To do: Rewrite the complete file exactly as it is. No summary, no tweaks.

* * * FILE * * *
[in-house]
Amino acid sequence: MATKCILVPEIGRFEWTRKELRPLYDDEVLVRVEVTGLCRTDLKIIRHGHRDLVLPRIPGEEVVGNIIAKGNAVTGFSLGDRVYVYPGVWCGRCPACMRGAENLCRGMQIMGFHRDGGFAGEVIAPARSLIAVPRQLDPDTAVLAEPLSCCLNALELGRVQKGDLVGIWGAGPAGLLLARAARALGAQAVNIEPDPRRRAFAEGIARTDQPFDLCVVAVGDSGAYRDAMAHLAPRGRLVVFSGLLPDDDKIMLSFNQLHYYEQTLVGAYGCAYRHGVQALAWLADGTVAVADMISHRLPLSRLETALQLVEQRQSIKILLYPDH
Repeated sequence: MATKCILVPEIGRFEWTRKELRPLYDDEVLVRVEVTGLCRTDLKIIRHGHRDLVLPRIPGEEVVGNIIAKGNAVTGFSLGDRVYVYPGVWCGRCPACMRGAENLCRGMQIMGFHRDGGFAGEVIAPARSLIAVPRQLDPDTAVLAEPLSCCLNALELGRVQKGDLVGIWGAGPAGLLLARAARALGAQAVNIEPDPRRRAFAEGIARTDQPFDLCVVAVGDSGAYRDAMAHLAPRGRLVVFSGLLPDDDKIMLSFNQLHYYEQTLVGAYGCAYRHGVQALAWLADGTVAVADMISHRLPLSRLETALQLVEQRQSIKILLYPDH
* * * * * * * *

[in-house]
Amino acid sequence: MATKCILVPEIGRFEWTRKELRPLYDDEVLVRVEVTGLCRTDLKIIRHGHRDLVLPRIPGEEVVGNIIAKGNAVTGFSLGDRVYVYPGVWCGRCPACMRGAENLCRGMQIMGFHRDGGFAGEVIAPARSLIAVPRQLDPDTAVLAEPLSCCLNALELGRVQKGDLVGIWGAGPAGLLLARAARALGAQAVNIEPDPRRRAFAEGIARTDQPFDLCVVAVGDSGAYRDAMAHLAPRGRLVVFSGLLPDDDKIMLSFNQLHYYEQTLVGAYGCAYRHGVQALAWLADGTVAVADMISHRLPLSRLETALQLVEQRQSIKILLYPDH
Repeated sequence: MATKCILVPEIGRFEWTRKELRPLYDDEVLVRVEVTGLCRTDLKIIRHGHRDLVLPRIPGEEVVGNIIAKGNAVTGFSLGDRVYVYPGVWCGRCPACMRGAENLCRGMQIMGFHRDGGFAGEVIAPARSLIAVPRQLDPDTAVLAEPLSCCLNALELGRVQKGDLVGIWGAGPAGLLLARAARALGAQAVNIEPDPRRRAFAEGIARTDQPFDLCVVAVGDSGAYRDAMAHLAPRGRLVVFSGLLPDDDKIMLSFNQLHYYEQTLVGAYGCAYRHGVQALAWLADGTVAVADMISHRLPLSRLETALQLVEQRQSIKILLYPDH